With camera in hand, an alumna and daughter of Nicaraguan immigrants bears witness on the U.S.-Mexico border.
Nicaraguan filmmaker, digital media instructor, and bilingual poet Tania Romero ’05 recently joined the communication
faculty at Villanova University. Before that, she lived in Austin, Texas, teaching film and media production. The U.S.-Mexico border, just a few hours away, became her primary research interest.
“I’ve been mostly working as an art-ivist trying to document and gather stories,” she says. “I realized the importance of documenting narratives like this because I don’t trust they’ll appear in our future history books.”
Romero, who was nine years old when she left Nicaragua with her family to live in Albuquerque, N.M., says she didn’t find her voice as a Central American immigrant until she was a student at Bryn Mawr. On campus, she associated mostly with other students of color and saw the power in being surrounded by a community “that supports you and that you can identify with.”
One Foot in, One Foot Out
“When I was born, there was a war still going on in Nicaragua, so my family struggled economically,” Romero says, referring to the decades-long Nicaraguan Revolution. Her family was able to emigrate to the U.S. during an amnesty in the early ’90s. Most of her family missed that opportunity.
“Now it’s very difficult to get a visa to come here,” she says. “My uncle and my cousin tried maybe 20 years ago without results.”
Throughout Romero’s preteen and teenage years, she traveled back to Nicaragua every summer to spend time with her extended family. The trips weren’t always easy. “There’s always a culture and language gap when you’re a child immigrant and you go back home,” she says. “Nicaraguan Spanish is very particular and when people hear that you don’t
have the accent, it’s like, ‘Who are you, gringa?’” She felt like an outsider-within. “I’ve always had one foot in, one foot out, on each side of the border.”
On the Border
In the summer of 2018, while Romero was still living in Austin, the tent city in Tornillo, Texas, was built to house unaccompanied children and teenagers from Central America. Romero grabbed a bag, got in her car and drove to the El Paso-Juarez border.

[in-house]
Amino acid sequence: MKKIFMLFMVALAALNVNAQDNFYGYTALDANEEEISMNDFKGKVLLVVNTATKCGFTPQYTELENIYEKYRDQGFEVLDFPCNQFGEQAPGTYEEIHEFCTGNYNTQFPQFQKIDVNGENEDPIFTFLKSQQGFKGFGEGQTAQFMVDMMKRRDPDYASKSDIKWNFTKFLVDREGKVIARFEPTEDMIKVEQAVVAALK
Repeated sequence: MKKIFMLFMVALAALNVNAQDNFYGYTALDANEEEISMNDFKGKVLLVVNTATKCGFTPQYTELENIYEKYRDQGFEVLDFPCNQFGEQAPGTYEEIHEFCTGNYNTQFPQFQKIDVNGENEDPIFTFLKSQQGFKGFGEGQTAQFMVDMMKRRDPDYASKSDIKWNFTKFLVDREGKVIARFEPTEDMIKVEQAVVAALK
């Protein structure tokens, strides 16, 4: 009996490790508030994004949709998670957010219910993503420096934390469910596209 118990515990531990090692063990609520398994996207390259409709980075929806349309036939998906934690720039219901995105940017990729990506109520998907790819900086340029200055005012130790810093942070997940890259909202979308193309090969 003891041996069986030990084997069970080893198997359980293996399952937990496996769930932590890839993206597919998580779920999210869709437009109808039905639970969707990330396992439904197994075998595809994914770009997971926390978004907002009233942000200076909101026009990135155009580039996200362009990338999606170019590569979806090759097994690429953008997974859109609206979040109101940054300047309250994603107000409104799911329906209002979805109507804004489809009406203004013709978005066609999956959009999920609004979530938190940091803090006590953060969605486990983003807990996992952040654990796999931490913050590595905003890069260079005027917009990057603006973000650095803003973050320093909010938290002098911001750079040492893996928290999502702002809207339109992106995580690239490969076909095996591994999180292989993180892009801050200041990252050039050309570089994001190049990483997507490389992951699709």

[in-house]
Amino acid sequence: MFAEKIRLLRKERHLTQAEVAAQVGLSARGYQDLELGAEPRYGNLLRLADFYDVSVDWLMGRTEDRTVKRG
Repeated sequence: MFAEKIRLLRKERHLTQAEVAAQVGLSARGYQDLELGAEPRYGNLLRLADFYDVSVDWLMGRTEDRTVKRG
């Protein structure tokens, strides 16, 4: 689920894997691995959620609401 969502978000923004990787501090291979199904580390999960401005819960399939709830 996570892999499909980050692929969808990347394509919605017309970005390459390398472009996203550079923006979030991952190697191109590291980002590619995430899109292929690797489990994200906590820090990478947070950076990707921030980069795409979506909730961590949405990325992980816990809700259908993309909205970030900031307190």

“I wanted to see it for myself because I just couldn’t believe that mi gente were living in these internment camps, like what I read in history books about World War II,” she says. She went there several times to protest until the camp was finally shut down in 2019.
Romero made other border town trips to the Brownsville-Matamoros border during the various waves of migrant caravans, witnessing its transformation from a settlement to a sprawling internment camp along the Rio Grande. “When you see how children sleep and how these families are surviving, it breaks you.” she says. “I don’t know how else to describe it, but it breaks you.”
Recently, Romero traveled to Central America with her Villanova colleague Raúl Diego Rivera Hernández to document the effort to empower mothers searching for their missing children. She followed the 50-strong caravan of mothers as they traveled together from Honduras, Guatemala, and El Salvador, and then into Mexico City, where they demonstrated and demanded justice for relatives who have disappeared on the way to the border.
“I believe in witnessing the present as a form of activism,” says Romero. “Filming and photographing is an act of resistance against erasure, but also an act of authoring ourselves into history.”